These laws regulate behavior that is destructive to the very characteristics of wild lands that make them attractive to humans in the first place. Those screaming the loudest for access are lobbying for the right to destroy that which they profess to enjoy.

What they refuse to understand is that environmental laws and regulations do not exclude anyone from these areas. It is behavior that is excluded, not individuals or groups of humans.

This past week, my wife and I celebrated the 50th anniversary of the Wilderness Act by hiking into the Hoover Wilderness in the east Sierra above Mono Lake.

No toys, no gear, just us and our feet, eyes, ears, noses and skin. It was a healing walk, away from the din of what passes for civilization in the “developed” world.

But love of the wilderness is more than a hunger for what is always beyond reach; it is also an expression of loyalty to the earth which bore us and sustains us, the only home we shall ever know, the only paradise we ever need – if only we had eyes to see.” – Ed Abbey

When More Is Too Much

Testimony at the Local Agency Formation Commission (LAFCO) of Santa Cruz County in opposition to two resolutions to approve an increase in water service area for an expanded University of California Santa Cruz campus:

My name is Michael Lewis. I am a water customer of the Santa Cruz City Water Department living in Live Oak. This means that I cannot vote on City water policy, but I have to pay for it. I rode my bicycle to this meeting to ask you to postpone the decision on expanding City water service on the UCSC campus until you have all relevant information.

The City has spent millions of dollars documenting the fact that City growth has exceeded available water supplies, in an attempt to justify their plan to build a 2.5 million gallons per day ocean water desalination plant. The City is studying this possibility but has not yet decided that the plant can be built. So we are told.
Meanwhile opposition to the desal plant is growing, especially in the unincorporated Santa Cruz County where 34,000 of my neighbors cannot vote on City water policy but are forced to pay for it.
In order to justify its plan to expand water service to the UCSC campus, the City promises to offset the increased UCSC water demand through increased water conservation by all other water customers. This is interesting, since the City has spent millions of dollars in public relations to convince Santa Cruz City and County water customers that there is no capacity in the water system for increased conservation and the only option available to meet the City’s growing water demands is a desal plant.

I’m confused. Which Santa Cruz City Water Department am I to believe, the one that says we can have increased water conservation, or the one that says we can’t? 

Many years ago, Ed Abbey told us, “Unlimited growth is the philosophy of the cancer cell.” When growth exceeds critical resources, it’s time for growth to stop.

In light of these uncertainties, it is irresponsible to approve water service expansion to UCSC until all the necessary information is available. Please postpone your decision on these resolutions until all the facts are in.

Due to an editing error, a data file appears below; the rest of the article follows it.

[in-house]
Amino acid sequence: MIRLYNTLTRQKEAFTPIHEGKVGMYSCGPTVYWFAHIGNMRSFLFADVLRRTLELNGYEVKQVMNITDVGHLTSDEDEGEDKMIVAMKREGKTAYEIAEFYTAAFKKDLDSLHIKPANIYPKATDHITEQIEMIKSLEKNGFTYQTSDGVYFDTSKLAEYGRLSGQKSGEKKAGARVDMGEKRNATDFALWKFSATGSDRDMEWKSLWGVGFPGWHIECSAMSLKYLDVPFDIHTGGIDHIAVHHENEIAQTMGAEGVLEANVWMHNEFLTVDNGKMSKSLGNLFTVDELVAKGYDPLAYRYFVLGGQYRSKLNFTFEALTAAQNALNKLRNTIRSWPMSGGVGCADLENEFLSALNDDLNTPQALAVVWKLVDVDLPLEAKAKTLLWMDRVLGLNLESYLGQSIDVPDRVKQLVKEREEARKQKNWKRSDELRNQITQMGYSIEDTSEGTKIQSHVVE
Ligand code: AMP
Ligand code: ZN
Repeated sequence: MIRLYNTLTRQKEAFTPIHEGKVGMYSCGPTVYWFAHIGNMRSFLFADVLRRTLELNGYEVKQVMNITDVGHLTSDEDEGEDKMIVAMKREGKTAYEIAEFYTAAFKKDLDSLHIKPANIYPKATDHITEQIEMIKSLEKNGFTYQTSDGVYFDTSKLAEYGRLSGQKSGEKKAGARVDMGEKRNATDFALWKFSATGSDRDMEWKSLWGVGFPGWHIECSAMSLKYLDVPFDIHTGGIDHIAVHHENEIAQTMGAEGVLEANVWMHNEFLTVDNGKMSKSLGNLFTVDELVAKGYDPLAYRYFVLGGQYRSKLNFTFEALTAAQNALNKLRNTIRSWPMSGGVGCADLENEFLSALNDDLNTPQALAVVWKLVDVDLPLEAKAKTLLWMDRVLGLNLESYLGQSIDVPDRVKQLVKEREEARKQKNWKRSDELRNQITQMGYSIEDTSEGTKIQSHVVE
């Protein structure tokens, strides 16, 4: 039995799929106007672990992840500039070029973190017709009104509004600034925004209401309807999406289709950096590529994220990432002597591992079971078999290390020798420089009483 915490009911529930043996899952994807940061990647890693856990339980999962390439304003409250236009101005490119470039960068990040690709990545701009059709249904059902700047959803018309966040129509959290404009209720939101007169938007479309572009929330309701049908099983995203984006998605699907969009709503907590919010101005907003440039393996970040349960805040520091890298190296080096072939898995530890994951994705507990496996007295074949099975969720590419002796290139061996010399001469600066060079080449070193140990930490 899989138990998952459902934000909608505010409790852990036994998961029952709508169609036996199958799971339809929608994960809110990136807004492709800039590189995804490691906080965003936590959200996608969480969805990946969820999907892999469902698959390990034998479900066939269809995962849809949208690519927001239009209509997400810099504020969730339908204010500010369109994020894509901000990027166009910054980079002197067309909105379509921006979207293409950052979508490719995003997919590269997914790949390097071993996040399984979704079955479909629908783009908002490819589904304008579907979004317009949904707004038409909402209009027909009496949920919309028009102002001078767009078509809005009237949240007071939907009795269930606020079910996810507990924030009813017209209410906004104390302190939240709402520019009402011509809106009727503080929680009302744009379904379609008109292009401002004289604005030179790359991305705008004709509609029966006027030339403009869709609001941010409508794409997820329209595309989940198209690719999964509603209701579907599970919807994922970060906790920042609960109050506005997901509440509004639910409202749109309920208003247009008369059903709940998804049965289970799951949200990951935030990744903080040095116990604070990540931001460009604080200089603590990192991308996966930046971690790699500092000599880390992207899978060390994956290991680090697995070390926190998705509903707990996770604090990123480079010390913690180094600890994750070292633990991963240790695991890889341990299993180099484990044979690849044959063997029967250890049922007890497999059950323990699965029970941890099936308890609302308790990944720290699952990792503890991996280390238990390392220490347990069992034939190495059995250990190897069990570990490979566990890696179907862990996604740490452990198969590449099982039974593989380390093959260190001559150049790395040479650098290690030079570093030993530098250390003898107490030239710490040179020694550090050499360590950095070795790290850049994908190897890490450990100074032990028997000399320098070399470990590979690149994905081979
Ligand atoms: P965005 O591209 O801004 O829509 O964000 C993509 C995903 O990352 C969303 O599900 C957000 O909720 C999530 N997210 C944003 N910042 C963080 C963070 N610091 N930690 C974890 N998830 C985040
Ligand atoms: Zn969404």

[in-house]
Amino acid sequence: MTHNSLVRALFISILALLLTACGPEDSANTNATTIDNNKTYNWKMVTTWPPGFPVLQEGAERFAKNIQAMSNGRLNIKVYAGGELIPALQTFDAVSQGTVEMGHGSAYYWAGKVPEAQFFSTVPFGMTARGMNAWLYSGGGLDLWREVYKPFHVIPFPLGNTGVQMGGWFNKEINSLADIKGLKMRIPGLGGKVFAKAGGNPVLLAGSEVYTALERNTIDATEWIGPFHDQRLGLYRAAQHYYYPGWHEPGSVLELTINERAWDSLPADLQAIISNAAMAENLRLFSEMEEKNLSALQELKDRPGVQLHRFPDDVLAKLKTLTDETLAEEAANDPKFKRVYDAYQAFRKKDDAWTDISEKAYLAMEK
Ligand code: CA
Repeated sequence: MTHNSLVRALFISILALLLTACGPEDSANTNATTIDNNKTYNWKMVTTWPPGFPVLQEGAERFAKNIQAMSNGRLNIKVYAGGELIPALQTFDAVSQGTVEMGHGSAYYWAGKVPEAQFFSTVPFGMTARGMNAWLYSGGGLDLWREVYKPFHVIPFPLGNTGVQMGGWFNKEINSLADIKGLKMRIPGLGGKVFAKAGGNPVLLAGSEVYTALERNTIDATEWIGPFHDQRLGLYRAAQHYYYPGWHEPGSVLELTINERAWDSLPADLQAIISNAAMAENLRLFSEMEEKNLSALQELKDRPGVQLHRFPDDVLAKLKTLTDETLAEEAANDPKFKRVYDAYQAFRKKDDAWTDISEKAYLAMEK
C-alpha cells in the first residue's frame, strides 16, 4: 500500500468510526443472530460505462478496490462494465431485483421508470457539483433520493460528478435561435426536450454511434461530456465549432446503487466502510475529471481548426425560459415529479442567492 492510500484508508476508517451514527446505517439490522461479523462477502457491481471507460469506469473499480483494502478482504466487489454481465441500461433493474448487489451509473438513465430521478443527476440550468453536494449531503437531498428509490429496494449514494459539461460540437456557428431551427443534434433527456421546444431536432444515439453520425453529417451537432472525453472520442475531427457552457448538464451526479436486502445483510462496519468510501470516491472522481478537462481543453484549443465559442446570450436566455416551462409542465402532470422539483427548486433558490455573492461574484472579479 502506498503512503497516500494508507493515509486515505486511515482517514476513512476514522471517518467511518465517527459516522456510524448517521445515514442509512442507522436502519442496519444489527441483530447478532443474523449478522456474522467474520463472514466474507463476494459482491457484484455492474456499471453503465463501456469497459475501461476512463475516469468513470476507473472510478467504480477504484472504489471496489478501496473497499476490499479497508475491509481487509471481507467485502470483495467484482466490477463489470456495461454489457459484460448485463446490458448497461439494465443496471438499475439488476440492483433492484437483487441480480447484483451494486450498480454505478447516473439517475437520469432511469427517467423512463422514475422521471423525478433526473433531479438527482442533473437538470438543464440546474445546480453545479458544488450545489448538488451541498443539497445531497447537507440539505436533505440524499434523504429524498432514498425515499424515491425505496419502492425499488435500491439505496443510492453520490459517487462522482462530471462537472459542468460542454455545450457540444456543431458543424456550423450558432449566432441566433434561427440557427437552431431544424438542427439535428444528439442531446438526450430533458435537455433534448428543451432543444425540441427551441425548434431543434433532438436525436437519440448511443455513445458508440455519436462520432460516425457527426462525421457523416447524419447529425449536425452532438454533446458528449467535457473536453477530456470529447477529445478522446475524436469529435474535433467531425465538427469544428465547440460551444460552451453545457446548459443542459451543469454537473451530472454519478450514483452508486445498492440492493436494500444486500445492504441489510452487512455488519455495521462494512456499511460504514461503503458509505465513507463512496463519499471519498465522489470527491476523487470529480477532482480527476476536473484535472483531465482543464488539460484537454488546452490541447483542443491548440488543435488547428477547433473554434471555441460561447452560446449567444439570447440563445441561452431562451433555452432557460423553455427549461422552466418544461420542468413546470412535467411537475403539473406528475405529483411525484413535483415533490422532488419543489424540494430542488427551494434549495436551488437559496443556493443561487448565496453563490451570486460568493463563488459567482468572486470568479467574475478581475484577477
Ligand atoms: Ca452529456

Going Trash-Free

While no one living in the material world can avoid producing any waste, these folks: Going Trash-Free for One Year made a stab at it.

But why only one year? Why not always?

Life isn’t a media event, a blog or a book proposal. Live simply and free. When you lower your standard of living, you raise your quality of life.

Consume thoughtfully and purposefully. Make every decision count.

Here at Bwthyn Lleuad Bai, we’ve been reducing our landfill contributions for over ten years. Nowadays, the grey wheely bin languishes neglected, rarely going out to visit its neighbors more than once every six weeks or so, and then only partially filled with vacuum cleaner dust, unavoidable unrecyclables and the odd bit of flotsam that washes up in our neighborhood on the street. Even the recycling bin goes out at three week intervals, starved for want of contents.

Meanwhile, the compost bins and the worm farm are doing well, carrying on their ancient alchemy, magically turning kitchen leavings into rich dark soil for the garden.

Folding ourselves back into the earth…

Al Gore – Environmental Visionary

“Here’s what we can do – now: we can make an immediate and large strategic investment to put people to work replacing 19th-century energy technologies that depend on dangerous and expensive carbon-based fuels with 21st-century technologies that use fuel that is free forever: the sun, the wind and the natural heat of the earth.”

Now is the time for creative thinking, and critical listening. Al Gore has long illuminated the pathway to a rational energy future, not the imaginary patriotic future of “make America energy independent,” but a very real and practical future that combines meaningful conservationhttp://beta.blogger.com/img/blank.gif with a steady state economy based on renewable energy.

Van Jones has written extensively about the green economy, proposing what amounts to a public works program to employ Americans in green jobs to revive the economy while building a green energy future.

President-elect Obama, recruit Al Gore and Van Jones for your cabinet and put their ideas, and Americans to work!